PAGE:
That started to change a few years ago when cell phones became popular.  Cell phones displayed the time as a matter of course, and if you were going to carry around a phone that had the time on it, why would you also need to wear a wristwatch?   A lot of people stopped wearing watches, and a lot of younger people simply never got in the habit of wearing one in the first place.

That’s changed a bit in the past three or four years, as the smartwatch has come along.  The smartwatch is worn like a wristwatch, and can offer the time, but it can also act as an interface between you and your smartphone, allowing you to receive notifications and text messages and also allowing you to track your stats during workouts.  Many of them have other features, as well.

A lot of people have started wearing smartwatches, and a few have started wearing one instead of a traditional watch, but watchmakers are a bit mystified at the fact that they’re not becoming a huge hit with the public.  Worse – for some manufacturers, sales of all watches are down.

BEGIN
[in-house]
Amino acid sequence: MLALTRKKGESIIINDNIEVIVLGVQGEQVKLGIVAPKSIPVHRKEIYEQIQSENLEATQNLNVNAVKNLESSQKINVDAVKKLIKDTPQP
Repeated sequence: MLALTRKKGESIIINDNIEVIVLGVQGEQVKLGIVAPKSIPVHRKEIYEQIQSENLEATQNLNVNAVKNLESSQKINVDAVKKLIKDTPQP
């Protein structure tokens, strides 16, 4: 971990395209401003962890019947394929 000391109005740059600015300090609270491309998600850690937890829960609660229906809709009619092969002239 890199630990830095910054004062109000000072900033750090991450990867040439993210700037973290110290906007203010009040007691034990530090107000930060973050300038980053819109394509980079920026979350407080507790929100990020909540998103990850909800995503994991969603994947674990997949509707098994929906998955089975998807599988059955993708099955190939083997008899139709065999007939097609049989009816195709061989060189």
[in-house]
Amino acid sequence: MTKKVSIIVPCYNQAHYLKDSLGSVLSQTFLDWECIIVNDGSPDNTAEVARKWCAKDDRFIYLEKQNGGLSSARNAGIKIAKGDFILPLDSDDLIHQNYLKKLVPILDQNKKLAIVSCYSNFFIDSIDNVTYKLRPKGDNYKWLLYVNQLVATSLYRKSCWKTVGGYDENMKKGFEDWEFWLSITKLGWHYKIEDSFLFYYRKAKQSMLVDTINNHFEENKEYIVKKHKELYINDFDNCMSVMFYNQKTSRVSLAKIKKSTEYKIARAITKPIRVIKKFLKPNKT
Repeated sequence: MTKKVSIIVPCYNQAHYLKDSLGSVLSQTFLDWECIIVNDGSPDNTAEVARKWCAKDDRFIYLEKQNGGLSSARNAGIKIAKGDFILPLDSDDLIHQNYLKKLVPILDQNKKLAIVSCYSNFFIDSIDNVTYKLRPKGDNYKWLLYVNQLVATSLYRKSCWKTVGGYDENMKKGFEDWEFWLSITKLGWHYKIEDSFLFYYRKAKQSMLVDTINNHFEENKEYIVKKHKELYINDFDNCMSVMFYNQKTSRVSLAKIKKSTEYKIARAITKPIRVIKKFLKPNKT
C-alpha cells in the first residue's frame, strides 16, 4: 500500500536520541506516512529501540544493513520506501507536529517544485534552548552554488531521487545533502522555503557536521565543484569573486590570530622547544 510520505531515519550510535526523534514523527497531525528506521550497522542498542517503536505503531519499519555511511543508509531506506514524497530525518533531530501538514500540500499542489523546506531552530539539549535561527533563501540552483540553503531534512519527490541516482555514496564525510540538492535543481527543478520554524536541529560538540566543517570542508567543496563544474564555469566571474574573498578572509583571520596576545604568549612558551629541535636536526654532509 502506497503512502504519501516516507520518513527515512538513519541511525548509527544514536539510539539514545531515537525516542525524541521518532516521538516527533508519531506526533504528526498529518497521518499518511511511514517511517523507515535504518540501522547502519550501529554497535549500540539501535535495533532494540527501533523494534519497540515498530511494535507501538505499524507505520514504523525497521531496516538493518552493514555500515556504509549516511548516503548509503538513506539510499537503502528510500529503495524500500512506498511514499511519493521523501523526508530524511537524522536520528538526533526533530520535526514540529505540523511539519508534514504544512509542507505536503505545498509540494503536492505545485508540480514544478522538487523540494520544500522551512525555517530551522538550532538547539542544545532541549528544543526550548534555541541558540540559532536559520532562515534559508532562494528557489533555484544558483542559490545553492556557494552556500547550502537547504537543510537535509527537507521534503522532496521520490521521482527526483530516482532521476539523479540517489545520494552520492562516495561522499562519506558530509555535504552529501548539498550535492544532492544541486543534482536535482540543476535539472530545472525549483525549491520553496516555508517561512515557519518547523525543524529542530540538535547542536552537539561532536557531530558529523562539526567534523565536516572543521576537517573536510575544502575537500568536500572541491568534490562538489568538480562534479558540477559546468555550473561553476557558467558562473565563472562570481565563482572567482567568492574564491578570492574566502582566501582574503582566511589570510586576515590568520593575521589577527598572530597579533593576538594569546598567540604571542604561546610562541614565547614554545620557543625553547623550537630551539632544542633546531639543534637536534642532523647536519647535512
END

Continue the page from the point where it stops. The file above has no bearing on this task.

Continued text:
The Fossil Group, which makes watches under that name but which also owns a number of other companies that make watches of all kinds, recently released a quarterly report that shows that sales were down 13% in the most recent quarter.  Keep in mind that this is a company that does sell smartwatches alongside their regular traditional models, so it’s not as though they’re selling old technology and hoping that people will buy it.

A very expensive Breguet watch
A very expensive Breguet watch

Odd thing, though – people are buying old technology.  Luxury brands of watches, that is, the companies that sell unusually expensive watches, rather than the several hundred dollars apiece models that Fossil offers, are actually doing OK.  Granted, when you’re selling to ultra-wealthy collectors, you don’t have to worry too much about economic instability.  You also know that the people to whom you’re selling aren’t people who are following trends.  If you’re buying a high end Breguet watch, it’s because you want one, and not because you weren’t aware that Fossil could sell you a smartwatch instead for $100,000 less.